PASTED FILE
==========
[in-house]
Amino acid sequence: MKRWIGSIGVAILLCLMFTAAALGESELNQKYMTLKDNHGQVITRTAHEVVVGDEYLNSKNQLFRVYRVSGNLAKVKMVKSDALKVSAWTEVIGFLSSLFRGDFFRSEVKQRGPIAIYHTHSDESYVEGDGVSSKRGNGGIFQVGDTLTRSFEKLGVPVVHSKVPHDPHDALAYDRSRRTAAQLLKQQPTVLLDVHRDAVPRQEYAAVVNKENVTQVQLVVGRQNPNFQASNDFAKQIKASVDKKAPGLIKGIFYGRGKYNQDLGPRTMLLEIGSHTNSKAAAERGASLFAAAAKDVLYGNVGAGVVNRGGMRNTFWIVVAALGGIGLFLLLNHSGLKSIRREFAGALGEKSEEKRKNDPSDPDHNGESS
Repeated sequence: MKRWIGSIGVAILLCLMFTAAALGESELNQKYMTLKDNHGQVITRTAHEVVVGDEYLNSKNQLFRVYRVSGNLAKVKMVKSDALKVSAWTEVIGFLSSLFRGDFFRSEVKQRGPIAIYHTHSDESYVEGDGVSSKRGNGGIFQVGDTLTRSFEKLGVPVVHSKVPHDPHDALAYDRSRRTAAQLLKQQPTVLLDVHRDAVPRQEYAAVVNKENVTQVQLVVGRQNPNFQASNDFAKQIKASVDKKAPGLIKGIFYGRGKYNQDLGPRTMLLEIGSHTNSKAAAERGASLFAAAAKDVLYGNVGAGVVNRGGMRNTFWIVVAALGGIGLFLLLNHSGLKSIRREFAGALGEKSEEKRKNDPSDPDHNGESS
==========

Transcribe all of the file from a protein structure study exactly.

[in-house]
Amino acid sequence: MKRWIGSIGVAILLCLMFTAAALGESELNQKYMTLKDNHGQVITRTAHEVVVGDEYLNSKNQLFRVYRVSGNLAKVKMVKSDALKVSAWTEVIGFLSSLFRGDFFRSEVKQRGPIAIYHTHSDESYVEGDGVSSKRGNGGIFQVGDTLTRSFEKLGVPVVHSKVPHDPHDALAYDRSRRTAAQLLKQQPTVLLDVHRDAVPRQEYAAVVNKENVTQVQLVVGRQNPNFQASNDFAKQIKASVDKKAPGLIKGIFYGRGKYNQDLGPRTMLLEIGSHTNSKAAAERGASLFAAAAKDVLYGNVGAGVVNRGGMRNTFWIVVAALGGIGLFLLLNHSGLKSIRREFAGALGEKSEEKRKNDPSDPDHNGESS
Repeated sequence: MKRWIGSIGVAILLCLMFTAAALGESELNQKYMTLKDNHGQVITRTAHEVVVGDEYLNSKNQLFRVYRVSGNLAKVKMVKSDALKVSAWTEVIGFLSSLFRGDFFRSEVKQRGPIAIYHTHSDESYVEGDGVSSKRGNGGIFQVGDTLTRSFEKLGVPVVHSKVPHDPHDALAYDRSRRTAAQLLKQQPTVLLDVHRDAVPRQEYAAVVNKENVTQVQLVVGRQNPNFQASNDFAKQIKASVDKKAPGLIKGIFYGRGKYNQDLGPRTMLLEIGSHTNSKAAAERGASLFAAAAKDVLYGNVGAGVVNRGGMRNTFWIVVAALGGIGLFLLLNHSGLKSIRREFAGALGEKSEEKRKNDPSDPDHNGESS